Nestled on Olden Street, Mudd Manuscript Library operates on the Princeton University campus as a mini-Library of Congress.
Inside an otherwise nondescript three-floor building are 220 million documents that a 10-member staff, a supervisor and student employees help keep in order. Historians, students and other users make up the just under 2,000 visitors a year to pass through its doors.
Here, staff handle everything from scanning documents that patrons have requested to organizing the boxes of material that get turned into neat folders of information that a scholar can access.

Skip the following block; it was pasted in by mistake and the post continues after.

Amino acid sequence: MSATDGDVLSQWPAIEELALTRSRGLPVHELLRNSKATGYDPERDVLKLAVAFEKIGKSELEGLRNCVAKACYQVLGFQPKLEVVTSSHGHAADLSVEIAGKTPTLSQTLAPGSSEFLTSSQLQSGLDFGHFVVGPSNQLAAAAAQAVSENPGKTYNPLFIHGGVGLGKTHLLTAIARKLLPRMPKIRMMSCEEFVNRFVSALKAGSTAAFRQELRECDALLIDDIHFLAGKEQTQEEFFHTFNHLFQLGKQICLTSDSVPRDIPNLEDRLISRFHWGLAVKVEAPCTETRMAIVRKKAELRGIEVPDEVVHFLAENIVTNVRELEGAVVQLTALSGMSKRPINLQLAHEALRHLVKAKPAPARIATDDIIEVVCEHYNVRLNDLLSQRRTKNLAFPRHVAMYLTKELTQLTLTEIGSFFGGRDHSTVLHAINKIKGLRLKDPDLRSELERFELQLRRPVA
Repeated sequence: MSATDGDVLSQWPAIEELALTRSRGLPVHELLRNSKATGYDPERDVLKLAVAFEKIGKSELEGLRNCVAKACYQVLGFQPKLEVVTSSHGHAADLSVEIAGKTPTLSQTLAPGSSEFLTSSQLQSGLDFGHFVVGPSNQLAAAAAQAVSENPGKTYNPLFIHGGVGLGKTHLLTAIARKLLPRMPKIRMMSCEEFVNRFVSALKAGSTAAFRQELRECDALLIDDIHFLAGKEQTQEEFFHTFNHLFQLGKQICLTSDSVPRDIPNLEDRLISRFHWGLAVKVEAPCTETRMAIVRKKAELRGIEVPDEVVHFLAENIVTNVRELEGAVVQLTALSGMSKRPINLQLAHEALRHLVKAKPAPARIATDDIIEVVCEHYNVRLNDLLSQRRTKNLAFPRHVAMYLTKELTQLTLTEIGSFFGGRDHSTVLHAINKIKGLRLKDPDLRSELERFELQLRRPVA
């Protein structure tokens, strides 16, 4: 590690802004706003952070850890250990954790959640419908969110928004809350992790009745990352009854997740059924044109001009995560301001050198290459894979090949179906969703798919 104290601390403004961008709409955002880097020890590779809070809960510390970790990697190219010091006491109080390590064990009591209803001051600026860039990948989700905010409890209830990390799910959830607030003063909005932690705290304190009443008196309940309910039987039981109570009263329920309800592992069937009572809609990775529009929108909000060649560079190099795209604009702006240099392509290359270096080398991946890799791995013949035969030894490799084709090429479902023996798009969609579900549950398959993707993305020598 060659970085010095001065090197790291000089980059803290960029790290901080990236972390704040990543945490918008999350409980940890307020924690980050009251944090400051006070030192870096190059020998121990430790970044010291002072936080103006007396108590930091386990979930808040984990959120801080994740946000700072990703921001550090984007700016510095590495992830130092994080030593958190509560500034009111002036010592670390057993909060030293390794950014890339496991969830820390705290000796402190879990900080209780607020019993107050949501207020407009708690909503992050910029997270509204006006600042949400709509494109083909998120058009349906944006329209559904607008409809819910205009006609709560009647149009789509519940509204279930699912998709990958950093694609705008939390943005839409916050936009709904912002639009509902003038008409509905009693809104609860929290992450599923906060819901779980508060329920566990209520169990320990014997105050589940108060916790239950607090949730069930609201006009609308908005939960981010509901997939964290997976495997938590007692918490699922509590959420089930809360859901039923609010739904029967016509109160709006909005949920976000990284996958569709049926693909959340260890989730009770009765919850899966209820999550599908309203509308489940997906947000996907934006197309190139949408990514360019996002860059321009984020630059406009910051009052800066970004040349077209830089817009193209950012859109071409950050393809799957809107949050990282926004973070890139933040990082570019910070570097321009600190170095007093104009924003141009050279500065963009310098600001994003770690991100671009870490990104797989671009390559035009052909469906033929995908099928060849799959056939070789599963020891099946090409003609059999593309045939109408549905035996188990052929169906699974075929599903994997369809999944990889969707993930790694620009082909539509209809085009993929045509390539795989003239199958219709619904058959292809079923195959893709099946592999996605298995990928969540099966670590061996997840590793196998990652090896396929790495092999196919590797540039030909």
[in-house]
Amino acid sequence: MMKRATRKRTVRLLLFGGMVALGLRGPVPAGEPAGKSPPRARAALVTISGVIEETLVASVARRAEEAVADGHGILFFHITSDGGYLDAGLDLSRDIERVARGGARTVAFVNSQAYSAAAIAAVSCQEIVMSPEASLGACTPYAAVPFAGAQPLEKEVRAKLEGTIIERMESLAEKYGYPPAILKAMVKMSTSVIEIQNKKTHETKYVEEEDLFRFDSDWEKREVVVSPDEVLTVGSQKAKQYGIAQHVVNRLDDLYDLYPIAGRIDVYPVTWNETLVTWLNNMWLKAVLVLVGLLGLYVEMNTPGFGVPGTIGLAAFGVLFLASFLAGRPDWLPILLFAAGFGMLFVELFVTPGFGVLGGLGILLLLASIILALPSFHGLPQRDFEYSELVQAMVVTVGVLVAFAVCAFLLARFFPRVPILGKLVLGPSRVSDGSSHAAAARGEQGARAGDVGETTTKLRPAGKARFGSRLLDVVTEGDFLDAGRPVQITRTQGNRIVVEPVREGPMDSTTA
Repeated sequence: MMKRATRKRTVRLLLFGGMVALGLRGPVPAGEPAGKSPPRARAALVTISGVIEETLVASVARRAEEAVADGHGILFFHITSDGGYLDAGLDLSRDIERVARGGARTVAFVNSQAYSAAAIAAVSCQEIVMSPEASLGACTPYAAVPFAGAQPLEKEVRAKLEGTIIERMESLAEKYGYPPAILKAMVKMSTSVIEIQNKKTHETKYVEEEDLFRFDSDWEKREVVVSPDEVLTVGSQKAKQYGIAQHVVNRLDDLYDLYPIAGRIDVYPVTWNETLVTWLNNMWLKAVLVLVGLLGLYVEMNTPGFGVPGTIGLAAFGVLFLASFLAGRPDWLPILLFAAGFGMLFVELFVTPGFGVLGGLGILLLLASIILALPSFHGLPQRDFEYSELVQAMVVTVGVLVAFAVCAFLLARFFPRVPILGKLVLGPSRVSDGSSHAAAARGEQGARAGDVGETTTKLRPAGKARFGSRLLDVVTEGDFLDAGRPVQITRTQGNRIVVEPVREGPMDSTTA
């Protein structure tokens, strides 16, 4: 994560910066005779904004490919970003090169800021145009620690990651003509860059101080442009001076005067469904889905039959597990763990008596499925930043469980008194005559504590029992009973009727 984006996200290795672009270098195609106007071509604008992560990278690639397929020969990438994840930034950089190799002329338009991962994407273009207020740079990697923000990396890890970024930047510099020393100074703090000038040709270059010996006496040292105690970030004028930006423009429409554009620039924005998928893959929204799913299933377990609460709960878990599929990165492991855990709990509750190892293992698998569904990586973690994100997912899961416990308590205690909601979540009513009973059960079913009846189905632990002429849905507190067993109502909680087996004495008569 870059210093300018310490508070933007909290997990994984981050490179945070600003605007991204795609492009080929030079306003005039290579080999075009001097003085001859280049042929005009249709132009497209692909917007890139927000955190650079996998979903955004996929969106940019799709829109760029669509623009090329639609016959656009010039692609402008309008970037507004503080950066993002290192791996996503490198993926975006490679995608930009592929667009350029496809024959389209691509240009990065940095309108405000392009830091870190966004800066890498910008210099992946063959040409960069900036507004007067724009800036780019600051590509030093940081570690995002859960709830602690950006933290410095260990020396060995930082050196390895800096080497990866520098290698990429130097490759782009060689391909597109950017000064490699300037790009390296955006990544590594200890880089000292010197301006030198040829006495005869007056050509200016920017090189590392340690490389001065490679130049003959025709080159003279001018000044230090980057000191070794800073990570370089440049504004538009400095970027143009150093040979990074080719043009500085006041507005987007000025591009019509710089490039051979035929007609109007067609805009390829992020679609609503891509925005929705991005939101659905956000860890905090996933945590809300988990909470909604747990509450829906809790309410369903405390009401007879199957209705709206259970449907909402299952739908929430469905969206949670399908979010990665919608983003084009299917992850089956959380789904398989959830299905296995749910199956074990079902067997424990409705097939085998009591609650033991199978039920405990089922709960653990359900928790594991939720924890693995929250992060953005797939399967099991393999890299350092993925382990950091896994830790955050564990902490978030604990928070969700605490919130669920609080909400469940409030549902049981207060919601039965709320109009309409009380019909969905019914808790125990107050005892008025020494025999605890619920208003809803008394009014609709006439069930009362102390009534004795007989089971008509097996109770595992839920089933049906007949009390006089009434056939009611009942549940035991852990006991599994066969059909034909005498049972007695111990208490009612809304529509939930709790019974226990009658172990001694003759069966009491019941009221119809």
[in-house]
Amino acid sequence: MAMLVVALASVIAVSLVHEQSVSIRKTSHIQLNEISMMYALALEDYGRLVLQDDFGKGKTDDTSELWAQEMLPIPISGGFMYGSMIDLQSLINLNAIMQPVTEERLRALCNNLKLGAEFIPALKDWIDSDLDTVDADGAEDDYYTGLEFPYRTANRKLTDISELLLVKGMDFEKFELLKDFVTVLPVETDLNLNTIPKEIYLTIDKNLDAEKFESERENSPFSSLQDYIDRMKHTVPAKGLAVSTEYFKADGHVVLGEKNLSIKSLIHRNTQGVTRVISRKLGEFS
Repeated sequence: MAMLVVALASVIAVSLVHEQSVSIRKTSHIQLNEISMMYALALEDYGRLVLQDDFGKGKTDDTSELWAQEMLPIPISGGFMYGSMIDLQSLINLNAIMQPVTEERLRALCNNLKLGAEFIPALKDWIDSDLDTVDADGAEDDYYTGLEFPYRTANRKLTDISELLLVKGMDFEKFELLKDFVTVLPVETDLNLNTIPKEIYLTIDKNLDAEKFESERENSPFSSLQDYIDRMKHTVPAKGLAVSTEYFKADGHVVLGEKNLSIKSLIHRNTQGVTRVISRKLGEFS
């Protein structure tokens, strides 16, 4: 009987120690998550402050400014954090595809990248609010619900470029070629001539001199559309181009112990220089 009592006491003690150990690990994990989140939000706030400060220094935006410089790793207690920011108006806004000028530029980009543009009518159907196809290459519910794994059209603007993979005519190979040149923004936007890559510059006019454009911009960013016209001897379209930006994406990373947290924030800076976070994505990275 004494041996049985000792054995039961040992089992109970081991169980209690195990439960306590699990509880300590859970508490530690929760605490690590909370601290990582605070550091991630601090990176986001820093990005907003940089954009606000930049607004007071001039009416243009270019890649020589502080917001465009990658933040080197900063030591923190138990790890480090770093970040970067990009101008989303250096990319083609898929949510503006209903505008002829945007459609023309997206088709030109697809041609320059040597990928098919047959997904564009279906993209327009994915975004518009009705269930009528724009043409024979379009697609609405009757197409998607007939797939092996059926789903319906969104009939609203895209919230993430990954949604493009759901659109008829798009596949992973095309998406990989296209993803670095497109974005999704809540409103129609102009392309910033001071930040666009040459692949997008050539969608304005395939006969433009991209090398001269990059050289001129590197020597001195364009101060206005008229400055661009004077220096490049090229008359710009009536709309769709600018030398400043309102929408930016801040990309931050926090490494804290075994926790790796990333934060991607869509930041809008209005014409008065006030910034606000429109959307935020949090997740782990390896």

As technology improves, so does the ease with which people can access material. For instance, tens of thousand of senior theses are kept at Mudd in bound volume form. But theses since 2013 can be accessed electronically, said Lynn M. Durgin, a special collections assistant.
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